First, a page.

Today in History
1303 The War of Vespers in Sicily ends with an agreement between Charles of Valois, who invaded the country, and Frederick, the ruler of Sicily.
1756 The British at Fort William Henry, New York, surrender to Louis Montcalm of France.
1802 Captain Merriwether Lewis leaves Pittsburgh to meet up with Captain William Clark and begin their trek to the Pacific Ocean.
1864 At the Democratic convention in Chicago, General George B. McClellan is nominated for president.
1919 The Communist Labor Party is founded in Chicago, with the motto, "Workers of the world unite!"
1928 Kurt Weill's The Threepenny Opera opens in Berlin.
1940 Joseph Avenol steps down as Secretary-General of the League of Nations.
1942 The British army under General Bernard Law Montgomery defeats Field Marshal Erwin Rommel's Afrika Korps in the Battle of Alam Halfa in Egypt.
1944 The British Eighth Army penetrates the German Gothic Line in Italy.
1949 Six of the 16 surviving Union veterans of the Civil War attend the last-ever encampment of the Grand Army of the Republic, held in Indianapolis, Indiana.
1951 The 1st Marine Division begins its attack on Bloody Ridge in Korea. The four-day battle results in 2,700 Marine casualties.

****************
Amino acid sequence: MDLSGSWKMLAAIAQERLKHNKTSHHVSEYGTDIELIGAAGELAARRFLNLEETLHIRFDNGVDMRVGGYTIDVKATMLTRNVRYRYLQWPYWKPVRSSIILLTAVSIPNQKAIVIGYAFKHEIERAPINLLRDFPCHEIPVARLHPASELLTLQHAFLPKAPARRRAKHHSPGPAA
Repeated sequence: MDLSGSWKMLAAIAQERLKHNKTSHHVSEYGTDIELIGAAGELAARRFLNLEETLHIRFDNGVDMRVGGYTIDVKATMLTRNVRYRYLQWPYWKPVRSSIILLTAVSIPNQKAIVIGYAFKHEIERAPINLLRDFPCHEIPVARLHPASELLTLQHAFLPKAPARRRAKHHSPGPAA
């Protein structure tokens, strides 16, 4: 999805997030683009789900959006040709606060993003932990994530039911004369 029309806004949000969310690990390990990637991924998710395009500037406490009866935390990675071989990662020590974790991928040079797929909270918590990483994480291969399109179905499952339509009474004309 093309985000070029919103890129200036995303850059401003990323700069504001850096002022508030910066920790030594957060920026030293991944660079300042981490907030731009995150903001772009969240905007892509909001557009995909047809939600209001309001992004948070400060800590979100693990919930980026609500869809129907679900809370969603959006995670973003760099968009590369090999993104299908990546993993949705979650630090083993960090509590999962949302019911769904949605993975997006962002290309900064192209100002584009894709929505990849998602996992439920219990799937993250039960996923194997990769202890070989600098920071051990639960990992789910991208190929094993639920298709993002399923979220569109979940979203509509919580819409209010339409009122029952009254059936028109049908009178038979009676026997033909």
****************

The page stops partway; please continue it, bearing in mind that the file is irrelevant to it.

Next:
1961 A concrete wall replaces the barbed wire fence that separates East and West Germany, it will be called the Berlin wall.
1994 The Irish Republican Army (IRA) announces a "complete cessation of military operations," opening the way to a political settlement in Ireland for the first time in a quarter of a century.
Born on August 31
1811 Théophile Gautier, French poet, novelist and author of Art for Art's Sake.
1870 Maria Montessori, educator and founder of the Montessori schools.
1885 Duboise Heyward, novelist, poet and dramatist best know for Porgy which was the basis for the opera Porgy and Bess.
1899 Lynn Riggs, writer, her book Green Grow the Lilacs was adapted by Rodgers and Hammerstein to become Oklahoma.
1903 Arthur Godfrey, radio and television personality.
1905 Sanford Meisner, influential acting teacher.
1907 Wiliam Shawn, longtime editor of The New Yorker.
1908 Wiliam Saroyan, author and playwright (The Human Comedy).
1918 Alan Jay Lerner, playwright and lyricist (Brigadoon, Camelot).
1918 Daniel Schorr, journalist.
1935 Eldridge Cleaver, political activist and author of Soul on Fire.
1936 Marva Collins, innovative educator who started Chicago's one-room school, Westside Preparatory.
1945 Van Morrison, Irish singer, songwriter.
1945 Itzhak Perlman, violinist.
Good bye August, the only long month so far this year.